Patients should be assessed for PSS when they’re discharged, with a focus on identifying new physical and cognitive issues and making appropriate referrals to physical, occupational, and speech therapy. Nurses should refer patients with new mental or psychological impairments to counseling for emotional support. Many sepsis survivors also report symptoms of post-traumatic stress disorder (PTSD). According to a 2013 Johns Hopkins study, the delirium associated with ICU stays and post-ICU PTSD may be related to the inflammation caused by sepsis, leading to failure of the blood-brain barrier’s protective effect against narcotics and sedatives administered during the hospital stay.

Many patients are unaware that their sepsis diagnosis is associated with cognitive and long-term physical disability. Physical, psychological, and cognitive impairment commonly occur after sepsis, but treatment guidelines provide little guidance about discharge care. Home health providers must be alert for the following to prevent readmission and disease progression:

  • Functional disability: Patients 65 years old or older may require rehabilitation to improve exercise capacity, strengthen skeletal and respiratory muscles, and promote independent completion of activities of daily living.
  • Swallowing impairment: A frequent cause of sepsis readmissions is aspiration pneumonitis. Be alert for swallowing difficulties caused by muscle weakness or neurologic damage.
  • Medication adjustments: Assess whether any medication doses should be adjusted based on changes in body mass, weight, and renal or cardiac function.

Follow up frequently with patients who were recently hospitalized or have undergone surgery or an invasive procedure (such as urinary catheterization, central line placement, or intubation). Communicate as necessary with the patient’s primary care provider, and if you see something, say something.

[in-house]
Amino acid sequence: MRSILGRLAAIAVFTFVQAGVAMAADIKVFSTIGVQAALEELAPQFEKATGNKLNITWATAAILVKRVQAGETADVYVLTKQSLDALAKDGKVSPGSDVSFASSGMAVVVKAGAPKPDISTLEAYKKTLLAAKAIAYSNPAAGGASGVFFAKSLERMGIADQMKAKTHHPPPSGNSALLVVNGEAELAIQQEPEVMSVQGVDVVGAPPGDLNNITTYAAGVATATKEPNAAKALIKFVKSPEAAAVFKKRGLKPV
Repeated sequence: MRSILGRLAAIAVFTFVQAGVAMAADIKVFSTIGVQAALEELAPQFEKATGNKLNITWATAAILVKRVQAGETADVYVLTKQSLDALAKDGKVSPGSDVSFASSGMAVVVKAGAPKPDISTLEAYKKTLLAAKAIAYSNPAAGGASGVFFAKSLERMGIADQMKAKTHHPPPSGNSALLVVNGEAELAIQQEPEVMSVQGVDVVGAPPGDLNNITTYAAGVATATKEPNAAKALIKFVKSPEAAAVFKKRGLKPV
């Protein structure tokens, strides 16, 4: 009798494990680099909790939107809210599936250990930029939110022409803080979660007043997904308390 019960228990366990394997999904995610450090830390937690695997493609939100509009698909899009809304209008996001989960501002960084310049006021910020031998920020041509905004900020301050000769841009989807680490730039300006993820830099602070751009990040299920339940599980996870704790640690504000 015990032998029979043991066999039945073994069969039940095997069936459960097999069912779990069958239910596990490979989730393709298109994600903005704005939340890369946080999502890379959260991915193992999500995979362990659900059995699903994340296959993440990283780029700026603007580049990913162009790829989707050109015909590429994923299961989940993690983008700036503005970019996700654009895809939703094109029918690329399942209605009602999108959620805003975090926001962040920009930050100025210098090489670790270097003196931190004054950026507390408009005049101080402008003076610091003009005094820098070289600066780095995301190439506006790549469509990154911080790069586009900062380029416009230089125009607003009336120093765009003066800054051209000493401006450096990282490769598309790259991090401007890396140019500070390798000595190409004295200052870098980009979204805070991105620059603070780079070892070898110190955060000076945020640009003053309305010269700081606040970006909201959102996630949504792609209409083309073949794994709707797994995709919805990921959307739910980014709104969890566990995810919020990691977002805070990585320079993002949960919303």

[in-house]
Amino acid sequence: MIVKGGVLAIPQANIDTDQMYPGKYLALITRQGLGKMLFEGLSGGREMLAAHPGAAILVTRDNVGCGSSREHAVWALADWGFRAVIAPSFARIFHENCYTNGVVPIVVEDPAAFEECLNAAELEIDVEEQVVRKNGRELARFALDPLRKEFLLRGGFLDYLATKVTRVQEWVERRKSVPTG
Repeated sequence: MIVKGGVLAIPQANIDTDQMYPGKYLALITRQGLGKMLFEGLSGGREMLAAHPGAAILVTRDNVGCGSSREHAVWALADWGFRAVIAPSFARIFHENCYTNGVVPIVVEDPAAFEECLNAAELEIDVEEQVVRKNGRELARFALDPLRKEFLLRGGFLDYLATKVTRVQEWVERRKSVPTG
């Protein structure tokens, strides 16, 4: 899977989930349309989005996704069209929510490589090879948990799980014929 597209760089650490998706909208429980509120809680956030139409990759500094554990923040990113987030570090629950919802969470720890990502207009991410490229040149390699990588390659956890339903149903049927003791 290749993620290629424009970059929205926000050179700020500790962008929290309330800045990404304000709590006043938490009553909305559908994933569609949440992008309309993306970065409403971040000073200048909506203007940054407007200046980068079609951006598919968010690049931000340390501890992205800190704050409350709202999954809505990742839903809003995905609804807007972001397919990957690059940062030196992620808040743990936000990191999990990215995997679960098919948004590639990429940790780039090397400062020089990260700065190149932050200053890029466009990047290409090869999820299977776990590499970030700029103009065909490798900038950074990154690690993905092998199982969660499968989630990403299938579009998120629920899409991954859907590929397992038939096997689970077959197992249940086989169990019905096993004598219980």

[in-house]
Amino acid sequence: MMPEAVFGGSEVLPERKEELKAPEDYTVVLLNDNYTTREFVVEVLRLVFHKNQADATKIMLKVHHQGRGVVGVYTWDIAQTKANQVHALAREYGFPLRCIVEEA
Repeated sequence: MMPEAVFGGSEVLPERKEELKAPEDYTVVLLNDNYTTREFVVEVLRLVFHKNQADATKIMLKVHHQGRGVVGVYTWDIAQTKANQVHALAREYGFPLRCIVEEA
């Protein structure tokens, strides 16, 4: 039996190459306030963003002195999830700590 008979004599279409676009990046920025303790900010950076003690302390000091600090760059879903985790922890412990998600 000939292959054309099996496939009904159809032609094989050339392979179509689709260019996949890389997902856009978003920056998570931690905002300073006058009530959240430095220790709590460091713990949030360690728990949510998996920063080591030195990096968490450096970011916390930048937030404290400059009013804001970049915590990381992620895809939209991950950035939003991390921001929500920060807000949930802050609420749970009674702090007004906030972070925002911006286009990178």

The most common illnesses and conditions leading to sepsis are pneumonia, UTIs, GI infections, and skin/ soft-tissue infections. Common pathogens include Staphylococcus, Escherichia coli, and Streptococcus. Because different types of infections lead to sepsis, talk to patients about their vaccination (pneumococcal and influenza) status. Every year, approximately 1 million adults in the United States get pneumococcal pneumonia and between 50,000 and 70,000 die. Ensure that your patients have received their vaccinations, if appropriate.

Education is key to prevention. Talk to your patients about early warning signs and the risk factors for infection or recurrent sepsis. Ensure infection control practices (hand hygiene and proper wound care) are followed and advise patients and their families to seek medical care for signs and symptoms of infection. (See Sepsis initiatives.) 

Vulnerable populations

In addition to the sepsis risk associated with patients who are chronically ill and those with comorbidities and a compromised immune system, social determinants (such as social, economic, physical, and environmental factors) also contribute to a patient’s risk.